In Pennsylvania, rare and highly in demand plants are being hidden from thieves planning to sell them illegally on the black market. Although it might seem strange to have a plant black market in Pennsylvania, collectors, exotic gardeners, and other plant enthusiasts are willing to pay a lot of money for specific plants. Within the upcoming year, environmental experts will be flocking to Bedford County in Pennsylvania in order to update the roster of its rare, threatened, and unique plants for the very first time in 26 years.
However, if the current inventory in Bedford County is any indication of what types of plants might be there, the majority of them could be listed as “unnamed due to special protection.” These plants are extremely valuable and occasionally at risk for extinction. Their identities are not disclosed due to the possibility of thieves or the plants being sold on the black market. All across the state, the plants are at risk of being stolen and sold to foreign markets and high-end restaurants. According to Bedford County’s Natural Heritage Inventory, there are currently eight locations that feature a secret species. Across the state of Pennsylvania, government agencies try to avoid disclosing information about the locations of highly sought-after plants such as rare orchids and ginseng.
Reports of plant theft are called in quite frequently, forcing Pennsylvania to hide their rare plants in an effort to protect them. One environmental expert mentioned that law enforcement does not seem to take the threats of plant theft seriously because they typically do not understand the danger that the underground industry poses. Particularly in rural, forested, and mountainous areas such as central Pennsylvania, the risk is higher for wild plants due to their exposure and easy access.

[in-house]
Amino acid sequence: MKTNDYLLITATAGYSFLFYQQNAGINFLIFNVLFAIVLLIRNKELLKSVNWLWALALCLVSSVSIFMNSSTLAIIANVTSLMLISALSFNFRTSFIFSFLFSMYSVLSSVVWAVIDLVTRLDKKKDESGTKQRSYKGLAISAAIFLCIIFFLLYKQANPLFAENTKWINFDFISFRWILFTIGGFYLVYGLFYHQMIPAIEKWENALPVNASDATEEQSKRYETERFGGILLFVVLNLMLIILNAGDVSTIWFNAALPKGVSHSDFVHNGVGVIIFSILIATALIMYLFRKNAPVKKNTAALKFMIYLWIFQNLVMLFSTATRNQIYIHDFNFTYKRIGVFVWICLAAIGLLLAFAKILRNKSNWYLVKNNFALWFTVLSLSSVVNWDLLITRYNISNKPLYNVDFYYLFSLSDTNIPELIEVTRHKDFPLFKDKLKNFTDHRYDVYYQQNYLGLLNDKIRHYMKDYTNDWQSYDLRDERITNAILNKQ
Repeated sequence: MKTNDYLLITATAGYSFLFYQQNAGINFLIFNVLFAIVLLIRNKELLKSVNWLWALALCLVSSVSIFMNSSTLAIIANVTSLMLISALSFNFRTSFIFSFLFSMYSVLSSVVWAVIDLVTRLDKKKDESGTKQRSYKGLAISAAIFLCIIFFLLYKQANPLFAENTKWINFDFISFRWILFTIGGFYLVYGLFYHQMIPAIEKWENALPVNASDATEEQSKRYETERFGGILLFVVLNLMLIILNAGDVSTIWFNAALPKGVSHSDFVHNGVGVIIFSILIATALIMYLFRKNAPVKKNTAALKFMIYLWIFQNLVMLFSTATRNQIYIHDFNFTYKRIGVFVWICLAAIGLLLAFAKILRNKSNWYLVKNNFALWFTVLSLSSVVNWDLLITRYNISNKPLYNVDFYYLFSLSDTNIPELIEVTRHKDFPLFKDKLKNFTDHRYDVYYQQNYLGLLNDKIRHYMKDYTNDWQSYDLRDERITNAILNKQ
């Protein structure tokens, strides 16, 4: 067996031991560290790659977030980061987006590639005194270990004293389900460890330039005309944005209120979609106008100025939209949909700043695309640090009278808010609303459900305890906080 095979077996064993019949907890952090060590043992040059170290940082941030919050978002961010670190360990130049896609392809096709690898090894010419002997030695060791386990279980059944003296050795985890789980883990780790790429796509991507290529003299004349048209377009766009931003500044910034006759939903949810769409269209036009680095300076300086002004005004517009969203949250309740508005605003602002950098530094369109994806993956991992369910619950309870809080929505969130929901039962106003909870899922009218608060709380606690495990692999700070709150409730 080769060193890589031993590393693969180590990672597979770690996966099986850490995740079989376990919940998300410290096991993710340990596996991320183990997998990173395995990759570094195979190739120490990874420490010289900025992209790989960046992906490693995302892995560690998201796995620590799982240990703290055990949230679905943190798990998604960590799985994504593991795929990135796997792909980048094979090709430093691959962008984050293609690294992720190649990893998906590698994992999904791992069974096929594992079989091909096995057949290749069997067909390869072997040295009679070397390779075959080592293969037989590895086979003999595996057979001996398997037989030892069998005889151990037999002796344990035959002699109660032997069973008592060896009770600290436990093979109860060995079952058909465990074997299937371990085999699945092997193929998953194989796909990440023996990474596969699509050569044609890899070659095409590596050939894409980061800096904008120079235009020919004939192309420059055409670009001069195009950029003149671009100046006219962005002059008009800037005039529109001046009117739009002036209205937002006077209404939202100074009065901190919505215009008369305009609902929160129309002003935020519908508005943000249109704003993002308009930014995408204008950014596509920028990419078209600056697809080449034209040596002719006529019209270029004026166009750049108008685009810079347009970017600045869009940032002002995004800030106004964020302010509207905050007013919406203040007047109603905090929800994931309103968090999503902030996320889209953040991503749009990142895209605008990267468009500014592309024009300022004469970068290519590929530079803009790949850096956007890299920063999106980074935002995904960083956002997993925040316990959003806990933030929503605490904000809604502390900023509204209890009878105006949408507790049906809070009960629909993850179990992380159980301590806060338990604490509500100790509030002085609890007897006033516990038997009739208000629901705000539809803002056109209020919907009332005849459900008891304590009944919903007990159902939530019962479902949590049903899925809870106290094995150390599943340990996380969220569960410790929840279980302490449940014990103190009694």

The most sought-after plant is ginseng, which is most commonly found in traditional Asian medicine, tea, and energy drinks. It usually grows in the Appalachians but professional growers will also raise the ginseng plants on forested farmland, and will then harvest the roots in accordance to state law between the months of September and November. It is against the law in the state of Pennsylvania to take ginseng from forested areas, however, people continue to harvest the roots illegally. Some will trespass onto private land in order to dig up the ginseng while others steal directly from the professional growers themselves. One farmer from northeastern Pennsylvania had found his land one day dotted with holes where all the ginseng used to be, and another grower became a victim while away at a conference about ginseng theft.
In terms of plant theft, the law in Pennsylvania shows signs of corruption due to ignorance. Even though plant-poaching arrests are difficult to make, even when someone is accused, they are usually let off the hook with a $25 fine and misdemeanor even if they had stolen thousands of dollars worth of ginseng from a farmer. Pennsylvania still has to hide their rare plants in order to protect them, but the secrecy remains so that growers and farmers have a fair chance of making money for their hard work without the interruption of plant poachers.
By Laura “Addi” Simmons
United States Botanic Garden